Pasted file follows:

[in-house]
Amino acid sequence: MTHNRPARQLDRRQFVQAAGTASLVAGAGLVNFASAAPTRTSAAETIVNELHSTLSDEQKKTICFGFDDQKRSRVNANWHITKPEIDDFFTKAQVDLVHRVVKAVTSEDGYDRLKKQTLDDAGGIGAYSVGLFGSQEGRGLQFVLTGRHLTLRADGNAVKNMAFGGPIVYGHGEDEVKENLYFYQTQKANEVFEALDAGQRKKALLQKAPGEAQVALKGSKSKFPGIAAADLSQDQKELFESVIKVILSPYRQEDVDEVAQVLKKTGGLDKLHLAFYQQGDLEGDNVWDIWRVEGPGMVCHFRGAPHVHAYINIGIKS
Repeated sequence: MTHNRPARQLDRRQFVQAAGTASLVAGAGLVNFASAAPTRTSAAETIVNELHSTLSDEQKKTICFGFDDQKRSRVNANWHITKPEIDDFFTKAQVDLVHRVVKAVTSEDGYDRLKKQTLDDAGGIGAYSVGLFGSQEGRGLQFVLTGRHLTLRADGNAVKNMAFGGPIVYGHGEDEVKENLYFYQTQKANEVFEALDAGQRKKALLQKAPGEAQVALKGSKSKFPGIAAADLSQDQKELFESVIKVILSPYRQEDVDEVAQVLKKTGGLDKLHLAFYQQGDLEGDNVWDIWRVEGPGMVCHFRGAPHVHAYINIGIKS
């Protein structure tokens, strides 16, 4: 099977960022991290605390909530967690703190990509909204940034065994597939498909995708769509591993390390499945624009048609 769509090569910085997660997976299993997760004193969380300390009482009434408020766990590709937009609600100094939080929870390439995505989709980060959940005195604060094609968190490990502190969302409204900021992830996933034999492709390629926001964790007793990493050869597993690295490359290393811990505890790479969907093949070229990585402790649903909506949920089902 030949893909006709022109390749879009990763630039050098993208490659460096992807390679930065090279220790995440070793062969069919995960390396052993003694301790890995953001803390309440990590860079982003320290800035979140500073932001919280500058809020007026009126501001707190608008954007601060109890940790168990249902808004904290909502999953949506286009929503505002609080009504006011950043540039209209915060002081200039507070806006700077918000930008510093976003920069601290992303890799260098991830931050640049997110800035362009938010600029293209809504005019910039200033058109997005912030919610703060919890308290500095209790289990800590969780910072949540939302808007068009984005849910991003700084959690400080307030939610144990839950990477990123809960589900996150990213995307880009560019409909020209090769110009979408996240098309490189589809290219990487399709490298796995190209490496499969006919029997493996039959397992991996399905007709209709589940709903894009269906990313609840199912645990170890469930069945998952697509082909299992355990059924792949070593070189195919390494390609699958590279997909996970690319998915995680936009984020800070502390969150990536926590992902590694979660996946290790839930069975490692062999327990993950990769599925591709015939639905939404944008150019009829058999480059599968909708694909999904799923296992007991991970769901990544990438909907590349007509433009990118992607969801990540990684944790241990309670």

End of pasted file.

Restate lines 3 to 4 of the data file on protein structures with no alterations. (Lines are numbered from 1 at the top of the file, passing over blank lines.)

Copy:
Repeated sequence: MTHNRPARQLDRRQFVQAAGTASLVAGAGLVNFASAAPTRTSAAETIVNELHSTLSDEQKKTICFGFDDQKRSRVNANWHITKPEIDDFFTKAQVDLVHRVVKAVTSEDGYDRLKKQTLDDAGGIGAYSVGLFGSQEGRGLQFVLTGRHLTLRADGNAVKNMAFGGPIVYGHGEDEVKENLYFYQTQKANEVFEALDAGQRKKALLQKAPGEAQVALKGSKSKFPGIAAADLSQDQKELFESVIKVILSPYRQEDVDEVAQVLKKTGGLDKLHLAFYQQGDLEGDNVWDIWRVEGPGMVCHFRGAPHVHAYINIGIKS
């Protein structure tokens, strides 16, 4: 099977960022991290605390909530967690703190990509909204940034065994597939498909995708769509591993390390499945624009048609 769509090569910085997660997976299993997760004193969380300390009482009434408020766990590709937009609600100094939080929870390439995505989709980060959940005195604060094609968190490990502190969302409204900021992830996933034999492709390629926001964790007793990493050869597993690295490359290393811990505890790479969907093949070229990585402790649903909506949920089902 030949893909006709022109390749879009990763630039050098993208490659460096992807390679930065090279220790995440070793062969069919995960390396052993003694301790890995953001803390309440990590860079982003320290800035979140500073932001919280500058809020007026009126501001707190608008954007601060109890940790168990249902808004904290909502999953949506286009929503505002609080009504006011950043540039209209915060002081200039507070806006700077918000930008510093976003920069601290992303890799260098991830931050640049997110800035362009938010600029293209809504005019910039200033058109997005912030919610703060919890308290500095209790289990800590969780910072949540939302808007068009984005849910991003700084959690400080307030939610144990839950990477990123809960589900996150990213995307880009560019409909020209090769110009979408996240098309490189589809290219990487399709490298796995190209490496499969006919029997493996039959397992991996399905007709209709589940709903894009269906990313609840199912645990170890469930069945998952697509082909299992355990059924792949070593070189195919390494390609699958590279997909996970690319998915995680936009984020800070502390969150990536926590992902590694979660996946290790839930069975490692062999327990993950990769599925591709015939639905939404944008150019009829058999480059599968909708694909999904799923296992007991991970769901990544990438909907590349007509433009990118992607969801990540990684944790241990309670």